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HIV: Infection Control/Exposure Control Issues for Oral Healthcare Personnel

Course Number: 97

Implement Administrative Controls

The Society of Healthcare Epidemiology of America (SHEA) emphasizes the importance of Standard and Transmission-based Precautions to minimize HIV transmission and states that infected providers should not be totally prohibited from providing patient care solely on the basis of HIV infection.25 SHEA recommends that clinical privileges be granted according to the provider’s viral load and the likelihood of procedure-related provider-to-patient transmission of HIV (Table 6).25,31

Table 6. The level of risk for the transmission of bloodborne pathogens associated oral healthcare procedures.

  • Category I: Procedures with minimal risk of bloodborne pathogen transmission
    • History-taking
    • Extraoral physical examination
    • Intraoral examination
      • Including the use of a tongue depressor, mirror, explorer, or a periodontal probe
    • Routine preventive dental procedures - not requiring the administration of local anesthesia
      • Application of sealants or topical fluoride
      • Prophylaxis – not to include subgingival scaling with a hand instrument
      • Orthodontic procedures
      • Prosthetic procedures
        • Fabrication of complete dentures
      • Hands-off supervision of surgical procedures
  • Category II: Procedures for which bloodborne pathogen transmission is theoretically possible but unlikely
    • Dental procedures requiring the administration of local anesthesia
      • Operative, endodontic, and prosthetic procedures and periodontal scaling and root planning
        • Use of ultrasonic instruments greatly reduce or eliminate the risk of percutaneous injury to the provider
        • If significant physical force with hand instruments is anticipated to be necessary, scaling and root planning and other Category II procedures could reasonably classified as Category III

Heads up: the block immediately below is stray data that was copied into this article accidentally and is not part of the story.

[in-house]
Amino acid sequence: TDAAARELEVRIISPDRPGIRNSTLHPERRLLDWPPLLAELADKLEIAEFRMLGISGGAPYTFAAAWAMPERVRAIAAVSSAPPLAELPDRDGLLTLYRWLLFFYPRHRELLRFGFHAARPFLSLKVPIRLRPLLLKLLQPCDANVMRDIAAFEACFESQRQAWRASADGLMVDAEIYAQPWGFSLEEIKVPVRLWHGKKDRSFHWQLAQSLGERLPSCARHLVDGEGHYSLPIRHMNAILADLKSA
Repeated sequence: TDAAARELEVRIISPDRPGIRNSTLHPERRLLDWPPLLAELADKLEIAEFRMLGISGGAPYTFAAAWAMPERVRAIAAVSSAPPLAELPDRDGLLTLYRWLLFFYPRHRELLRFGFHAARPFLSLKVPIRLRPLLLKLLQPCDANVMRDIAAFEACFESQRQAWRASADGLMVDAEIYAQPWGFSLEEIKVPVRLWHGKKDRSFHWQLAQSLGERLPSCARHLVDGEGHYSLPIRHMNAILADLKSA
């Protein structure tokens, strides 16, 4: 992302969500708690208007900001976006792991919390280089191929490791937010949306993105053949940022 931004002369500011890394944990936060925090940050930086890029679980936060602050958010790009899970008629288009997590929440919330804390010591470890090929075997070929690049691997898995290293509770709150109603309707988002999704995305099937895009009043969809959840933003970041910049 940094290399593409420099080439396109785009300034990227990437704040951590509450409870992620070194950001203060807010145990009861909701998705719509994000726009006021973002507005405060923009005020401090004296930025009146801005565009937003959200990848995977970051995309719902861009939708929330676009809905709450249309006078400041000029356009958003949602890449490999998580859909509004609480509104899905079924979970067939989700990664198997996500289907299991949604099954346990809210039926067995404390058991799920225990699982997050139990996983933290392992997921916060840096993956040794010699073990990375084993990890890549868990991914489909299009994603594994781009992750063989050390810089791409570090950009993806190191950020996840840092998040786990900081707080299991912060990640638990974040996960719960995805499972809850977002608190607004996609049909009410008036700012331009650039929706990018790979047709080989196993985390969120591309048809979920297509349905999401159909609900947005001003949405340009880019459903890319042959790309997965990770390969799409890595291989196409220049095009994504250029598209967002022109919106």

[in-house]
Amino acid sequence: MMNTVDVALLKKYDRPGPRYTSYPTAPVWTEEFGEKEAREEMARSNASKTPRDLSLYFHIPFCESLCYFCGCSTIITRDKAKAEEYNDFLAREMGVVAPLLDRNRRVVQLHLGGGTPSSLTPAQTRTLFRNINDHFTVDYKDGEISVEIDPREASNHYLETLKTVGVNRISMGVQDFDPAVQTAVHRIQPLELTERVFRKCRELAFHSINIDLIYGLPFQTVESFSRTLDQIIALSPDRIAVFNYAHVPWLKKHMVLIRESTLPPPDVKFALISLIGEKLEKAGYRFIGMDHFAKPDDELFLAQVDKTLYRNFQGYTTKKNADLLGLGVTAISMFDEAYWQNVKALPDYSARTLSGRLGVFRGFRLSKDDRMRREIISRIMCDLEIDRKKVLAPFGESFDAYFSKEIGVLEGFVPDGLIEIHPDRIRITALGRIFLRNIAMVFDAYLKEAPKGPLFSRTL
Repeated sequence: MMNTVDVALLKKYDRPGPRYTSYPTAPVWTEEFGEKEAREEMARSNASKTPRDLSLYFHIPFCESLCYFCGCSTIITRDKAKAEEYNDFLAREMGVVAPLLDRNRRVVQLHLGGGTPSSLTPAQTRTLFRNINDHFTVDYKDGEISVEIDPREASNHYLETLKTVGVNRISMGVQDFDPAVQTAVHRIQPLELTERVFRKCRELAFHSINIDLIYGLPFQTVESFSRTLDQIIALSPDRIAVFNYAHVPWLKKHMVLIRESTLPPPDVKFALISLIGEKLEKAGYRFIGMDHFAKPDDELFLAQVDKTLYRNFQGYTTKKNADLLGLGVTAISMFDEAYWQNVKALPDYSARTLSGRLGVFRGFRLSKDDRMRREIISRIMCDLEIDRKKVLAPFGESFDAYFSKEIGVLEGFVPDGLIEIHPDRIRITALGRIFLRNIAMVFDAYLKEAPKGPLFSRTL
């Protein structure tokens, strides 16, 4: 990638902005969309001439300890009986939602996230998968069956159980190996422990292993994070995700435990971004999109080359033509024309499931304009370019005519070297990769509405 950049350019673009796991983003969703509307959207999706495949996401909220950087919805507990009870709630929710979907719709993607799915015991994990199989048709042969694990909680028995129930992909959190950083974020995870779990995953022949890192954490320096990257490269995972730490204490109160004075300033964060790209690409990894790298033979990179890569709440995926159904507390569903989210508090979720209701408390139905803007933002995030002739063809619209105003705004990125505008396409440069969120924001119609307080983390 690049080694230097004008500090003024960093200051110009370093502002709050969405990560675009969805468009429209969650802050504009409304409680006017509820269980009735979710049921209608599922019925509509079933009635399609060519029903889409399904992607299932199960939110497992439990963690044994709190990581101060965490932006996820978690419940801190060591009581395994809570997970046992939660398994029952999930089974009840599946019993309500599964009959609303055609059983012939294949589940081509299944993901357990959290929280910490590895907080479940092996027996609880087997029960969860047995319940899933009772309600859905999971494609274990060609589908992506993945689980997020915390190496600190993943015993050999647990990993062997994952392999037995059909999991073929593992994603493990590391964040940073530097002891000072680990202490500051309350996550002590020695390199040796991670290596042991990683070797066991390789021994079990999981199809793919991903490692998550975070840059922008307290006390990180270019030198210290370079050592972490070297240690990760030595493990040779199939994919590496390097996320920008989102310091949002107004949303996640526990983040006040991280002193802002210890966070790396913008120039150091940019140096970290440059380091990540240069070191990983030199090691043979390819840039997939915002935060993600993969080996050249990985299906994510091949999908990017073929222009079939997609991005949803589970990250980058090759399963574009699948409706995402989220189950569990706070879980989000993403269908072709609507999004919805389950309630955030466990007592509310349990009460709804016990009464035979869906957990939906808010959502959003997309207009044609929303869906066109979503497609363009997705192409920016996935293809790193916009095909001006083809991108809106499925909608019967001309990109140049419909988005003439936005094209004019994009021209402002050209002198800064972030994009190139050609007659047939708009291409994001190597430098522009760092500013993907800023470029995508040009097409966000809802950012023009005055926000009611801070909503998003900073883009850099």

• Minor surgical procedures
        • Simple tooth extraction not requiring excessive force
        • Soft tissue flap procedures
        • Minor soft tissue biopsy
        • Incision and drainage of an abscess
    • Insertion of, maintenance of, and drug administration into arterial and central venous lines
  • Category III: Procedures for which there is a definite risk of bloodborne pathogen transmission or that have been classified as “exposure prone”
    • General oral surgery
      • Surgical extractions
        • Removal of an erupted or unerupted tooth requiring elevation of a mucoperiosteal flap, removal of bone, or sectioning of tooth and suturing
      • Apicoectomy and root amputation
      • Periodontal curettage, gingivectomy, and mucogingival and osseous surgery
      • Alveoplasty and alveolectomy
      • Endosseous implant surgery
    • Open extensive head and neck surgery involving bone
    • Trauma surgery, including open head injuries, facial fracture reductions, and extensive soft issue trauma
    • Any open surgical procedure with a duration of more than 3 hours, probably necessitating glove change

HCP have the ethical and moral duty to ensure patient safety. Routine, voluntary, confidential testing of oral HCP is encouraged, emphasizing that those who perform Category III procedures should know their immune or infectious status not only with respect to HIV, but HB and HCV.25 HIV-infected clinicians are legally and ethically bound to so inform the local or state public health authorities. Table 7 lists recommended clinical privileges for healthcare providers with HIV infection.25

Table 7. Recommended clinical privileges for healthcare providers with HBV or HCV infection25

  • Circulating viral burden <5 x 102GE/mL
    • Category I, II, and III procedures – no restrictions as long as the infected healthcare provider:
      • no evidence of having transmitted infection to patients
      • obtained advice from an Expert Review Panel about continued practice
      • follow-up twice a year to demonstrate the maintenance of a viral burden <5 x 102GE/mL
      • follow-up by a personal physician who has expertise in the management of HIV infection and who is allowed to communicate with the Expert Review Panel about the infected provider’s clinical status
      • consulted with an expert about optimal infection control procedures and strictly adheres to the recommended procedures
        • routine use of double gloving and frequent glove changes during procedures (particularly when performing tasks known to compromise glove integrity) for all instances in patient care for which gloving is recommended
    • agreed to and signs a contract or letter from the Expert Review Panel that characterizes the infected providers responsibilities
  • Circulating viral burden ≥5 x 102GE/mL
    • Category I and II procedures – no restrictions as long as the infected provider meets the criteria noted above for infected providers with a viral burden of <5 x 102GE/mL
    • Category III procedures – these procedures are permissible only when the viral burden is <5 x 102GE/mL